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Hero And Leander Interpretation

Decent Essays
D. Interpretation
Christopher Marlowe’s narrative poem which is entitled Hero and Leander basically is a romantic and tragic poem. Both Ovid and the grammarian-poet Musaeus are sources for Marlowe's story. Leander and Hero are lovers separated by the ill-famed Hellespont (now the Dardanelles). As the title, the poem tells the readers about Hero and Leander in 818 lines total. Christopher Marlowe described both the characters detail about their appearance within the poem, their physical appearance such as how handsome Leander is and how beautiful Hero is, those are written in the beginning of the poem.
If we see further, at the very first beginning of the poem, Marlowe shows the influence of Greek mythological in his narrative poem. It is because
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The proof of this homosexuality is in the description of Leander's back--"That heavenly path with many a curious dint" (1.1. 68). A male physique so sensually described is "unique" enough, but to concentrate particularly on the beauties of a back bone must be «tirst instance in English literature. In one side, it might be well, however this convention of the allure of young men have for other men is evident in the original story, which is not invented Marlowe. The description about Leander within the poem is a full forty lines (including his attractiveness) compare to the description of Hero which is forty five (her description is as much about her dress as her person). We might easily to see that Marlowe has been putting his own feelings into the…show more content…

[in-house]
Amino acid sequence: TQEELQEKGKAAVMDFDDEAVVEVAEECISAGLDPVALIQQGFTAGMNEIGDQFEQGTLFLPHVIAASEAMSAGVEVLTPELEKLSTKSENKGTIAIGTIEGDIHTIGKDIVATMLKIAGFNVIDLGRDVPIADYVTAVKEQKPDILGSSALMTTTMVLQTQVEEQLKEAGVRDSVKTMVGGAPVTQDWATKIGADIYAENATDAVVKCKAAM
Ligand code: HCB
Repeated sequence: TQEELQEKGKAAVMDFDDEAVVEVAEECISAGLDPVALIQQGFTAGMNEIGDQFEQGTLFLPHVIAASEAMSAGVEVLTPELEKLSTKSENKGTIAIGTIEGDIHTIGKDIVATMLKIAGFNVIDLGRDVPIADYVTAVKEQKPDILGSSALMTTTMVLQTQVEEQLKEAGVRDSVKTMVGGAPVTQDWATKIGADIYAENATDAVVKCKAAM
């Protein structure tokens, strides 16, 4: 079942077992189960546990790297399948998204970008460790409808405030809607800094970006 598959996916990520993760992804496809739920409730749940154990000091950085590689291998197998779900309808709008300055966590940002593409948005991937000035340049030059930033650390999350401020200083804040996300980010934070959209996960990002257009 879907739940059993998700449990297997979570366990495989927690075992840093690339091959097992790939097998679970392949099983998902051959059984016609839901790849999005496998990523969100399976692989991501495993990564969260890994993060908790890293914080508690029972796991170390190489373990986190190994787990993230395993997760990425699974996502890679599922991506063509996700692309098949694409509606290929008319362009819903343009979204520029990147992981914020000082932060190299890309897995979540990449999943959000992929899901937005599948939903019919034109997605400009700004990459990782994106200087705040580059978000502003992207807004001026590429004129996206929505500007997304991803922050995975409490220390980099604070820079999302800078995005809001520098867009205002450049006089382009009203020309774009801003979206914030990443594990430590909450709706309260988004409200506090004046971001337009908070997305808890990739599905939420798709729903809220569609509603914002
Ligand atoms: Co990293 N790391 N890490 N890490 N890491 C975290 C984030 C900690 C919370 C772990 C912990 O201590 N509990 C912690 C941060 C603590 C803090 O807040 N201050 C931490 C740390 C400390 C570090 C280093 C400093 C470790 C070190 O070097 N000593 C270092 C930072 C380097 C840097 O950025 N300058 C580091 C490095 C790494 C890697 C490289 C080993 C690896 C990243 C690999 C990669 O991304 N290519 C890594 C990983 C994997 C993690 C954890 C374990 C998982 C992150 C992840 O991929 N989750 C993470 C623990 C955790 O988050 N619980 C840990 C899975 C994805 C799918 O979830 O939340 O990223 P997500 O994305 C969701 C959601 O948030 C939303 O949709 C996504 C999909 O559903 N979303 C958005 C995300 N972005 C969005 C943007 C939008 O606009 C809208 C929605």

In this poem, the special event is on the looks in the eyes of the lovers, the words they speak to each other, and the embraces they attempt to do. The realistic touches (such as Leander attempting, by sophistry, to convince Hero to sleep with him) are charming, and remind the reader that these two are not simply iconic lovers from the distant past. Hero and Leander are compelling because their reactions (even the less-than-truthful words of Hero, as she attempts to hold off Leander) are innocent and based on universal human emotions. Marlowe took a story from Greek myths intact, but made the characters believable for the audiences during the Elizabethan
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